New Zealand Wants To Redesign National Flag
By Esther Tanquintic-Misa | January 31, 2014 2:10 PM EST
New Zealand Prime Minister John Key wants to redesign the national flag to give it a distinct design when compared to Australia. A referendum for the change could happen this 2014.
New Zealand's Prime Minister John Key smiles after the general election in Auckland November 26, 2011. REUTERS/NIGEL MARPLE
"I'd like to see a change," he said. Mr. Key personally wants to remove the Union Jack from the existing national flag design and put an elfin silver fern to the modernized New Zealand flag.
"If you see this flag at an All Blacks game in Twickenham or at the Olympics in Sochi or anywhere else you know it's us. When you see the (existing) New Zealand flag you're not sure whether Australia is playing," he added.
Predominantly blue with a constellation of stars on the right-hand side and a small Union Jack on the left, the existing New Zealand flag is very much similar to that of Australia, which has become a source of constant irritation between the rival nations. In an instance during the mid-1980s, Australian Prime Minister Bob Hawke arrived in Ottawa and was greeted by a New Zealand flag.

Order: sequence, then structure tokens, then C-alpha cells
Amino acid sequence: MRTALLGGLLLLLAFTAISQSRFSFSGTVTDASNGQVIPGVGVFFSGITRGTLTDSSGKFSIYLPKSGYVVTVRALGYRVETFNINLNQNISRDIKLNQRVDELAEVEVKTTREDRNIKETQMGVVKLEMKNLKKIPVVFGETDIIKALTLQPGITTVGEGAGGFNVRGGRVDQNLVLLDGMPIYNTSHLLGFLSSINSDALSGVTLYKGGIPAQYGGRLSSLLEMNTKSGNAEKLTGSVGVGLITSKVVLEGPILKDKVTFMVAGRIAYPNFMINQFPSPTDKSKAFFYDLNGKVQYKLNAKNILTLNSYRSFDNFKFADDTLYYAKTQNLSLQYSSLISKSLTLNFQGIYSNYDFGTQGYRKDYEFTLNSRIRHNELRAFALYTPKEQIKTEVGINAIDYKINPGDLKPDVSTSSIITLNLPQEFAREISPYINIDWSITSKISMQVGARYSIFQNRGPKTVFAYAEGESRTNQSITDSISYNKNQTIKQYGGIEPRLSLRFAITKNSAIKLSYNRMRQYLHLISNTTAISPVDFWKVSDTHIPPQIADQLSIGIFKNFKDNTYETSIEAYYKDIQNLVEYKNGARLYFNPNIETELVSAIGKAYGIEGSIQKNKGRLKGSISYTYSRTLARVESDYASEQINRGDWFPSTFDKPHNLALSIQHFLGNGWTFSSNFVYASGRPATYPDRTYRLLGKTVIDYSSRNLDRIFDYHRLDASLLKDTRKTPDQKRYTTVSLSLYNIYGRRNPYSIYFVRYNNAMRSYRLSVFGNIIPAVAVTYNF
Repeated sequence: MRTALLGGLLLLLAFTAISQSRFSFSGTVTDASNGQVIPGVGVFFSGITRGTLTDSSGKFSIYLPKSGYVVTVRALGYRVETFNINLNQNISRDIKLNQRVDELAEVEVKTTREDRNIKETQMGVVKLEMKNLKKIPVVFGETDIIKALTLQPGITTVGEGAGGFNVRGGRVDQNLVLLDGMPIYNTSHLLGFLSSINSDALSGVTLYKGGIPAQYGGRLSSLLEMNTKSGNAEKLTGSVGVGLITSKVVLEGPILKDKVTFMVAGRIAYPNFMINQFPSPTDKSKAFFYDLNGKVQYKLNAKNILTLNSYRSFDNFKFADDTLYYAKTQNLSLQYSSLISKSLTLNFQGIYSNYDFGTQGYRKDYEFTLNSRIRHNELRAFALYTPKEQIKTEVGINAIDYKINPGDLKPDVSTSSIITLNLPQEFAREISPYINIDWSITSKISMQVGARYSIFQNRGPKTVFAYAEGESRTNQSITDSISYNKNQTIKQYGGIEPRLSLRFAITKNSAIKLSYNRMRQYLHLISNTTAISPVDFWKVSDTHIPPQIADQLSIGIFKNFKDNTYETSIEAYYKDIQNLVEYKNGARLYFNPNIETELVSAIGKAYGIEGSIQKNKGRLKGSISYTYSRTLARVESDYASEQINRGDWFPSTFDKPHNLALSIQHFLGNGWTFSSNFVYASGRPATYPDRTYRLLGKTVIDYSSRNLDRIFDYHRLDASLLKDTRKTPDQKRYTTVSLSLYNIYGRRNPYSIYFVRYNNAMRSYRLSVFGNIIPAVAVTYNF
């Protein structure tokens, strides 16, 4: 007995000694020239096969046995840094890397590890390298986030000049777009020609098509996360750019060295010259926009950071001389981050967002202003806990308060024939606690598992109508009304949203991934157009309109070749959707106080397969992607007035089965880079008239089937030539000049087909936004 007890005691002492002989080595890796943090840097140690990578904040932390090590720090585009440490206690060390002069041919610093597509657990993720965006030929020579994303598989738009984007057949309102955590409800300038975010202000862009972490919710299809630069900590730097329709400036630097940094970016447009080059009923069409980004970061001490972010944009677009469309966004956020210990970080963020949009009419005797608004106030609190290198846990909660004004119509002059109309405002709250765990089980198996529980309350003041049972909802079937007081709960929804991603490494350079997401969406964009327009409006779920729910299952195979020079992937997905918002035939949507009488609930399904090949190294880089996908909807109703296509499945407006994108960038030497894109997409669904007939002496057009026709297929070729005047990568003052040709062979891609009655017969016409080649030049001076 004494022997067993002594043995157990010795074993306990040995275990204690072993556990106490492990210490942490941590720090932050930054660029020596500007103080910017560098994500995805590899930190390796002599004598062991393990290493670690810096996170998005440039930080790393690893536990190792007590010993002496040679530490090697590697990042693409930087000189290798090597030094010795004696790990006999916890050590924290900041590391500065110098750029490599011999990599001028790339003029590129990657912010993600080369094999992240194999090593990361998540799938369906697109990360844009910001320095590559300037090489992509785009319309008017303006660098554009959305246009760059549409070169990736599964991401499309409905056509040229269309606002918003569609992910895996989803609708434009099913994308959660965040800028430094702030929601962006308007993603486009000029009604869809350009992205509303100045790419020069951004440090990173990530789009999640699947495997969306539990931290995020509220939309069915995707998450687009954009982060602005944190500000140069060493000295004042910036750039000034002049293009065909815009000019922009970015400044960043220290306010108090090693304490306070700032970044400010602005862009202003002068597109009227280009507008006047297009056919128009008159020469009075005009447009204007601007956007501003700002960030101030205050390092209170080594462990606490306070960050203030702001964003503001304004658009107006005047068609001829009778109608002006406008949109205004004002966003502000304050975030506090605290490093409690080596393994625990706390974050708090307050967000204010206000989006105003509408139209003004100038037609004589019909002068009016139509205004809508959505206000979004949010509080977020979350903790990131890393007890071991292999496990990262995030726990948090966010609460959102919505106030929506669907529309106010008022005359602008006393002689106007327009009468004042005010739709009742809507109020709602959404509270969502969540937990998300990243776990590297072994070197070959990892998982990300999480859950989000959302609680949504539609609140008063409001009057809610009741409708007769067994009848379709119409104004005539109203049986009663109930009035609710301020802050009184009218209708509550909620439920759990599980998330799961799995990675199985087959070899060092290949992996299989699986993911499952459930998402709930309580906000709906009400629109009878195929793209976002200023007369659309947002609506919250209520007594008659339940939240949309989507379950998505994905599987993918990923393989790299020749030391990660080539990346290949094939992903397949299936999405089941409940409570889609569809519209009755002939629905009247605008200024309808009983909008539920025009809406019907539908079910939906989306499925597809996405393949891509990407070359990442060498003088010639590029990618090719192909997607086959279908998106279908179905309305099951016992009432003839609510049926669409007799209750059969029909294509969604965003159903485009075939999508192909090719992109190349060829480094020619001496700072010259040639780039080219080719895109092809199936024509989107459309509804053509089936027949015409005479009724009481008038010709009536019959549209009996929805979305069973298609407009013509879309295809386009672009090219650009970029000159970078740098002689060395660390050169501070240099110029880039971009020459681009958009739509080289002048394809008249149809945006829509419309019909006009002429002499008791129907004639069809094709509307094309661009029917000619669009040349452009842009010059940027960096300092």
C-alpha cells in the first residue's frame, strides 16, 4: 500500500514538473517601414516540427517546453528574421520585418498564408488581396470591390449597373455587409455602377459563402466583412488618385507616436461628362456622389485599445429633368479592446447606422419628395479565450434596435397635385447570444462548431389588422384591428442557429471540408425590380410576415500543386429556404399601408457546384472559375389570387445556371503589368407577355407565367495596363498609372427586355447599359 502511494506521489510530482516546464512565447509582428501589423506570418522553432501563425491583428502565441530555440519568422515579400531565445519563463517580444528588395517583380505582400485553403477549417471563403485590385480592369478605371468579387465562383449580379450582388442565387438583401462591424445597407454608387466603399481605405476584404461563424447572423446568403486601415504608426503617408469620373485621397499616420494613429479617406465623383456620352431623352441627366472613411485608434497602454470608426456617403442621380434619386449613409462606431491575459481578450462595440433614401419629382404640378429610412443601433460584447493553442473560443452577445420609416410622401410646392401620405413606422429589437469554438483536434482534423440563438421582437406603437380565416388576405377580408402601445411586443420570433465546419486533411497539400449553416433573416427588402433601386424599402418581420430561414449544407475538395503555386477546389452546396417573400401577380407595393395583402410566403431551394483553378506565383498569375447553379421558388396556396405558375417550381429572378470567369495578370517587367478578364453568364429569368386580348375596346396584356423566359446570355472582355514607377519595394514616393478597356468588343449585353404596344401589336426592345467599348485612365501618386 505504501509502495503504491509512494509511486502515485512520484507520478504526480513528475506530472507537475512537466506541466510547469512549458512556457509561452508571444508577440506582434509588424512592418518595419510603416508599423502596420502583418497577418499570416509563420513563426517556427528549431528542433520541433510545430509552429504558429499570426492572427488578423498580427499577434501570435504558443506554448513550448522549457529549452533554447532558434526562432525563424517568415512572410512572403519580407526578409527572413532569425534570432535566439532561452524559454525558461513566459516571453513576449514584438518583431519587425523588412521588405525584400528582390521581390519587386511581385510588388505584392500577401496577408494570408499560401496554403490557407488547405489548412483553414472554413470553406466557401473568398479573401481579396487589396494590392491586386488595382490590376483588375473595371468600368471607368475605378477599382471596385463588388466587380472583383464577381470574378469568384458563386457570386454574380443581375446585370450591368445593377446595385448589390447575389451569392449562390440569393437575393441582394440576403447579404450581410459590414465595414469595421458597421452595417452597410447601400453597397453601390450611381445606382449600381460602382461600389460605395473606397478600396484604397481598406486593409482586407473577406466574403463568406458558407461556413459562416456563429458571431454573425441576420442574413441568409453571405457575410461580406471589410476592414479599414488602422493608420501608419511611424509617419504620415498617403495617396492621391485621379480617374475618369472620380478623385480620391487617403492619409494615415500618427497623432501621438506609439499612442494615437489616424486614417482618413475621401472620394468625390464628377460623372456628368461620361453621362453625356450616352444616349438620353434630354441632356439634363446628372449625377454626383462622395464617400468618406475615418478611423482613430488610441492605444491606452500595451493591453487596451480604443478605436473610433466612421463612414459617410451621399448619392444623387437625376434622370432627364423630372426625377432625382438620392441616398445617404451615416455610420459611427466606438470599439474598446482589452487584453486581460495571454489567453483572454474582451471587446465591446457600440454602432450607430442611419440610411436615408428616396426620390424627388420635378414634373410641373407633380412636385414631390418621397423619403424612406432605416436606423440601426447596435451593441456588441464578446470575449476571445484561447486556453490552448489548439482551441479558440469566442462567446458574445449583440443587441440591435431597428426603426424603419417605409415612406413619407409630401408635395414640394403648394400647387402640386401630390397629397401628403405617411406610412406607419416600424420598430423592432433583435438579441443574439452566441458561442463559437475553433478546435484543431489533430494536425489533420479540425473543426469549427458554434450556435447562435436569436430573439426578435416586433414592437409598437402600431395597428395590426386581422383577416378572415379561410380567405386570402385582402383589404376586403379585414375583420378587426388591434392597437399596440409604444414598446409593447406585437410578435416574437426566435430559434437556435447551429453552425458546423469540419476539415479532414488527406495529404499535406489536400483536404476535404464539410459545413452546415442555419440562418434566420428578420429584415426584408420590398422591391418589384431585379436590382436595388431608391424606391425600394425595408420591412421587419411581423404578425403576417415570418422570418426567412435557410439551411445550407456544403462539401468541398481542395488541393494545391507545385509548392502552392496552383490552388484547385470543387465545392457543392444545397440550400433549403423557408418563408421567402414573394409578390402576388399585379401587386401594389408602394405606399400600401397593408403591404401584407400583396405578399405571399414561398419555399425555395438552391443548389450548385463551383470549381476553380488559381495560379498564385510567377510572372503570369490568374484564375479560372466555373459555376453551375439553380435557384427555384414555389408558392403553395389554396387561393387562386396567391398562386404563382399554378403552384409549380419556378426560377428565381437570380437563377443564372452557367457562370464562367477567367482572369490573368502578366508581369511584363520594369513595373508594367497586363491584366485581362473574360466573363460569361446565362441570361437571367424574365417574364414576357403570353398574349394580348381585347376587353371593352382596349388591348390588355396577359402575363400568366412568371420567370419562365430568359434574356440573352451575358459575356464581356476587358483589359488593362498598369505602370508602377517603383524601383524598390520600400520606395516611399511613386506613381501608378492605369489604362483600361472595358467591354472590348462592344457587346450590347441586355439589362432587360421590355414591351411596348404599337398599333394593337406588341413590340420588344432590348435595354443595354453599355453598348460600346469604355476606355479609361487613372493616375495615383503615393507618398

Sir Jerry Mateparae, governor-general and Queen Elizabeth II's representative to New Zealand, supports the move.
"From the First World War onwards, we have been looking at our identity and we are much more comfortable with our place in the world today as being in the Pacific," Mateparae told Wellington's Dominion Post newspaper.
"A hundred years ago there was a greater affiliation to the United Kingdom. We do now see ourselves as deeply seated and rooted in the Pacific."
He said it has been 70 years that New Zealand declared independence from Britain. It is time to make the change and sever any symbols of colonial rule from the nation's flag.
"New Zealanders need to get a sense of their own national identity," he added.
"In my view, the silver fern is something which is applied to our greatest sporting teams," he noted.
He claimed it has an international recognition and cachet. It's part of the modern new look of New Zealand.
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